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MOE messing with our children

 | September 29, 2014

The Napoleons in the ministry continue to confirm parents' suspicions that our education system is chronically ill.

COMMENT

parents300All doting parents feel that their children are extensions of themselves. Although we may deny it, our children are our alter egos. They become vessels for the dreams we never realised. We try to give them what we ourselves never had. It gets terribly personal when the best course we can chart for them gets diverted. So when you mess with our children, you are really messing with us parents.

According to the Ministry of Education, Form Five students may no longer use the results of the SPM trials to gain entry into colleges and institutions running pre-university and foundation courses. The MOE has informed colleges and institutions through a circular that the forecast results will not be admissible as qualifying criteria for enrolment, and that only actual SPM results will suffice for admission purposes. It is understood that the trial SPM exams are not standardised and that secondary schools set their own exams to prepare their students for the real thing.

After SPM, students continuing their studies advance to either the STPM or Malaysian Matriculation curriculum. Placements for public schools doing STPM are limited as most are equipped only to offer SPM courses. The Malaysian Matriculation programme was introduced in 2005, and it is understood that admission into this is restricted by ethnic quota. Some local universities conduct their own (pre-university equivalent) foundation level courses which are tailored to specific fields of study complementing the degree courses they offer.

The Malaysian Association of Private Colleges has voiced concern that this new directive will disrupt the application process for many students seeking entry into institutions doing pre-university courses like the Australian Matriculation and the International Baccalaureate programme.

Those who have secured places in colleges abroad on the basis of their forecast results may have to wait till the SPM results are released in March or April to take up the offer. Or lose an entire year if the college will not allow them to join mid-way through their academic year.

The discontinuation of this practice, which was accepted for decades, has caused a lot of confusion and frustration amongst students and parents alike. Deposits may have been paid upon the acceptance of offers from certain colleges, and in some instances these may not be refundable.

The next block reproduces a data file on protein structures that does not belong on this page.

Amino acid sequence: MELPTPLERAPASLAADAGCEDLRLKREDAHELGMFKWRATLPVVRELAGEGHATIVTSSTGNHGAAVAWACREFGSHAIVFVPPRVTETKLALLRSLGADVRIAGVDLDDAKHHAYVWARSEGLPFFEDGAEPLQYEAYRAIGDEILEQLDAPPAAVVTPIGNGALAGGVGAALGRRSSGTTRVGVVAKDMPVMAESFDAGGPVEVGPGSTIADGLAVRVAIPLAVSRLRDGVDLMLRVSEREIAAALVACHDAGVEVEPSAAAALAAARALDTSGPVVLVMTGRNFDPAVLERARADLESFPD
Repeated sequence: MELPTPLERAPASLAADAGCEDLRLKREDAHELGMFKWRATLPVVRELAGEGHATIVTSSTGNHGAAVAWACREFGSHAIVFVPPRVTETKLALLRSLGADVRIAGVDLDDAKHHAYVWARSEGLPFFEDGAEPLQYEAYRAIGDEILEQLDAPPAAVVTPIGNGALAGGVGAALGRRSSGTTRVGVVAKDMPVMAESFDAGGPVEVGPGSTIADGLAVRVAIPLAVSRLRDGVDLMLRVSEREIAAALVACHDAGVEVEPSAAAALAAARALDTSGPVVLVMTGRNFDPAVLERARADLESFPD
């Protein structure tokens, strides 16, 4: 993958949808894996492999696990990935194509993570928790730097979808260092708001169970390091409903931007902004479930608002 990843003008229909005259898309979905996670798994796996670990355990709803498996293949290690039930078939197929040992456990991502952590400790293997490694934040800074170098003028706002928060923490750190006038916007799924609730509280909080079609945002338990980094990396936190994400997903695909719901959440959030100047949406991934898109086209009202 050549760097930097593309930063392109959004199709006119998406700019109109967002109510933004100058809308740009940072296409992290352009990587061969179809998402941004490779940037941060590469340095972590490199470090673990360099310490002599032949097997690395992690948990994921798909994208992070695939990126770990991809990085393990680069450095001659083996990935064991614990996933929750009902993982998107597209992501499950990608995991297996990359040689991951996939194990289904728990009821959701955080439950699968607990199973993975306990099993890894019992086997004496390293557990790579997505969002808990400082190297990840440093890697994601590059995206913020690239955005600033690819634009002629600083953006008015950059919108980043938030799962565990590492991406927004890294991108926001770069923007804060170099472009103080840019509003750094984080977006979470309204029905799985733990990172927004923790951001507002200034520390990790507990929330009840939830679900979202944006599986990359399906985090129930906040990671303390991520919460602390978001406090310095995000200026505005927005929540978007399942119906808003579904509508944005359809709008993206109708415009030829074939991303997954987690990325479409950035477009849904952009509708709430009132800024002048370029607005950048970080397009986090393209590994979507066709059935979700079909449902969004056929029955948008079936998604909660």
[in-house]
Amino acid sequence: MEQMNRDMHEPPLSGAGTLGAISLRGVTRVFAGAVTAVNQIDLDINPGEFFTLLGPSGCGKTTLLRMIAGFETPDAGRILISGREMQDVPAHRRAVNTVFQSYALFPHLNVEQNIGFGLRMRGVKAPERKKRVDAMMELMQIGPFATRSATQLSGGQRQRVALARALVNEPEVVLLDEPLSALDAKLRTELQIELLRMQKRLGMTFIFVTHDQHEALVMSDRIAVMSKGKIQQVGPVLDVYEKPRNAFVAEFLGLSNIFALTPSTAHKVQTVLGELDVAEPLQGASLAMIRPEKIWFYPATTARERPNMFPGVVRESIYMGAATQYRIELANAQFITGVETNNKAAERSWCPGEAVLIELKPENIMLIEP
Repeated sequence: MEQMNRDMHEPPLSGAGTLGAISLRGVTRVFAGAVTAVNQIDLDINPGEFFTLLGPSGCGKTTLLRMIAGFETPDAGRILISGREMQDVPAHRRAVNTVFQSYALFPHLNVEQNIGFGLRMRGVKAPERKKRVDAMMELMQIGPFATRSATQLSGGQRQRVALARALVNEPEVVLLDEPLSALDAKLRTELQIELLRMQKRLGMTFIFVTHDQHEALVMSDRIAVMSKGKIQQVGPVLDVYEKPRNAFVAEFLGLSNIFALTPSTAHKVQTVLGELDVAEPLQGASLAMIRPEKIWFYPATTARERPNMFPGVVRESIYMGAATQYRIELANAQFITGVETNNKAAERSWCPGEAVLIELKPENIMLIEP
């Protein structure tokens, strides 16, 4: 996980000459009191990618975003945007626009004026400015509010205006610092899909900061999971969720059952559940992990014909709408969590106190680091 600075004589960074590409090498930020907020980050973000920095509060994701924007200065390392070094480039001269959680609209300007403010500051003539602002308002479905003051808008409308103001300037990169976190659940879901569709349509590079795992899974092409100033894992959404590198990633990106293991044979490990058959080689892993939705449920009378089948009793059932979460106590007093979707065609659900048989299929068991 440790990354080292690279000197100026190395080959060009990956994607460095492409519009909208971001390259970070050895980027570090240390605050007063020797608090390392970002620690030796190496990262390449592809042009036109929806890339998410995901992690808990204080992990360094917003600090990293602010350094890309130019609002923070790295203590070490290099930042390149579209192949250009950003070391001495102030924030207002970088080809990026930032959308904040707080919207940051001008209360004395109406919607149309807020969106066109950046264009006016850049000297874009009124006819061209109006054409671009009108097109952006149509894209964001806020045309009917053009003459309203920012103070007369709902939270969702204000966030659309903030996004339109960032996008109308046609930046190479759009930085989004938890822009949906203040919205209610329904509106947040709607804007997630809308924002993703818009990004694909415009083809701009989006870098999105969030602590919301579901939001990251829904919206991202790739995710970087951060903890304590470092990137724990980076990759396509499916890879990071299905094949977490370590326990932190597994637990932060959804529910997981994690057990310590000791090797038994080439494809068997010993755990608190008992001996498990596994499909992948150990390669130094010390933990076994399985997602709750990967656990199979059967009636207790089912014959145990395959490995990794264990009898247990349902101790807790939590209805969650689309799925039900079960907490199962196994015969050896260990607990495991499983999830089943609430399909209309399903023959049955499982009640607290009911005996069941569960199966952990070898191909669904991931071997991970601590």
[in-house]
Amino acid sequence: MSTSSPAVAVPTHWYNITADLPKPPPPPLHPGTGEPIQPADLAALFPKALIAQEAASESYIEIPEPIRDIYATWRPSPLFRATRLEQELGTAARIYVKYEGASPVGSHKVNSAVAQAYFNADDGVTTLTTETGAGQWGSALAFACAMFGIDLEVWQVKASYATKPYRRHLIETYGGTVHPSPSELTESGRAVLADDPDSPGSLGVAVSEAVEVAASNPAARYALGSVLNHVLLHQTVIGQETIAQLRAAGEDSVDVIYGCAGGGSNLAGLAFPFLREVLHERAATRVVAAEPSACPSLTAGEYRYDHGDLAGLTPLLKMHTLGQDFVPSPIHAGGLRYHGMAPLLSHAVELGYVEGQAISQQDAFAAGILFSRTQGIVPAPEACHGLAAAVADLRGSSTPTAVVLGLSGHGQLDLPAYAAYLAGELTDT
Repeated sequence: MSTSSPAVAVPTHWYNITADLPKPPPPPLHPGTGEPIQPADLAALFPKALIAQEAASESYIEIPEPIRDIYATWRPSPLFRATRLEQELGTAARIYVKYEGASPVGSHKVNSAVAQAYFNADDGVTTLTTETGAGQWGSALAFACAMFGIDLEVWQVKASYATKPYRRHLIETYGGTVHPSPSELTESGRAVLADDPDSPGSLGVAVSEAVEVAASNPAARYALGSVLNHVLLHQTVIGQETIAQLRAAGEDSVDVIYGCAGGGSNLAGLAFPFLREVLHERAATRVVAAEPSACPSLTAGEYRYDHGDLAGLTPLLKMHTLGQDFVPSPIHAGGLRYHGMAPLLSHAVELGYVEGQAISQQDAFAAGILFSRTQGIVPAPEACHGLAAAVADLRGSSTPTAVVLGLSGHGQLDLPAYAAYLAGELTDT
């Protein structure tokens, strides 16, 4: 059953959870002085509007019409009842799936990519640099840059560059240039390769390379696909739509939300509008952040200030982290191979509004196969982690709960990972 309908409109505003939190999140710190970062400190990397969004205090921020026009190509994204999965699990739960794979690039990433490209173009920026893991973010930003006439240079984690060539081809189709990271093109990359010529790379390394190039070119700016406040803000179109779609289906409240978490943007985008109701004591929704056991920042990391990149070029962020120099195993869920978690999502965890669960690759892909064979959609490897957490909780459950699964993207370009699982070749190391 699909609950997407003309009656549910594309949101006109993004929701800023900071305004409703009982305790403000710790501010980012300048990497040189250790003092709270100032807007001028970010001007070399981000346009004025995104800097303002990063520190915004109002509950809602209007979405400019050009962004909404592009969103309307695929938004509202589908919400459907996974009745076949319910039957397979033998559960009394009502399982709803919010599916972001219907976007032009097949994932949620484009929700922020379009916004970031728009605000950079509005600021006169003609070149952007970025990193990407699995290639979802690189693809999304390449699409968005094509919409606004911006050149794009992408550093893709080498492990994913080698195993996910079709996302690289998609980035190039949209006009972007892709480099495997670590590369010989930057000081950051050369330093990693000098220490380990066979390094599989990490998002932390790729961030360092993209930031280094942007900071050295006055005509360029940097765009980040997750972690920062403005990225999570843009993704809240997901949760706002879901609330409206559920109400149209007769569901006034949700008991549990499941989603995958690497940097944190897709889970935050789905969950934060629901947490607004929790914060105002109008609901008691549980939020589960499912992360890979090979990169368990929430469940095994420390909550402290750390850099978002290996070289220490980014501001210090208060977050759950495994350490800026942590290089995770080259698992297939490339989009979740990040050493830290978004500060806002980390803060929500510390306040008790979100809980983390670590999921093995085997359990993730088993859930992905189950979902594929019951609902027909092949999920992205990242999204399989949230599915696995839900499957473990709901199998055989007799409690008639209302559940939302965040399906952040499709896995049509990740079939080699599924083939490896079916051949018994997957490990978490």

If the MOE is aware that the trial exams are not representative of the actual SPM exam or of an inferior standard, then what has been done to correct the standard of the independently set papers? Is this a corrective knee-jerk response, to be associated with the lack of integrity in the test system as seen in the recent UPSR scandal? If this trial system is unsatisfactory as the directive implies, then why have it at all?

Waiting for answers

The MOE should have given parents and students some forewarning before taking such a drastic move as there are an estimated 30 thousand students sitting for the SPM exams this year. It is unclear why a practice that has been accepted for so long has become inadmissible overnight. What is clear is that parents are waiting for answers as to why such a critical decision has been made without consultation or discussion with the main stakeholders – the concerned parents themselves. Isn’t it fair that the public be entitled to know why that which has been “halal” for so long has suddenly become “haram”?

Malaysian parents think nothing of sacrificing a big chunk of the family’s resources to supplement their children’s education with private tuition, music lessons, etc. They feel that they are really investing in a future for their kids and equipping them to cope with the harsh and competitive workplace that follows schooling. They wouldn’t need to do this if they felt that the MOE and our public school system were adequate in the formulation, delivery and management of the standard curricula.

They want to hope that this investment of effort and resources is enough to get their child noticed in a world that increasingly emphasises academic qualifications as a first point of reference, just to get an interview for a place in a good university or for a job.

They simply assume there will be a level field, not caring even to believe otherwise. So parents selflessly sacrifice everything to prepare their children to compete in the harsh tomorrow, knowing full well that they cannot be there when their children finally step out alone into adulthood.

That so many parents continue to send their kids to private institutions or overseas for their tertiary education is testament to their confidence or the lack thereof in the education they can expect their children to receive locally. The Napoleons in the MOE continue to confirm parents’ suspicions that our education system is chronically ill. If it were a commercial enterprise it would need a total top to bottom revamp, just like MAS. Unfortunately, it would require much more than mere billions in cash to put right what these little Napoleons have messed up.


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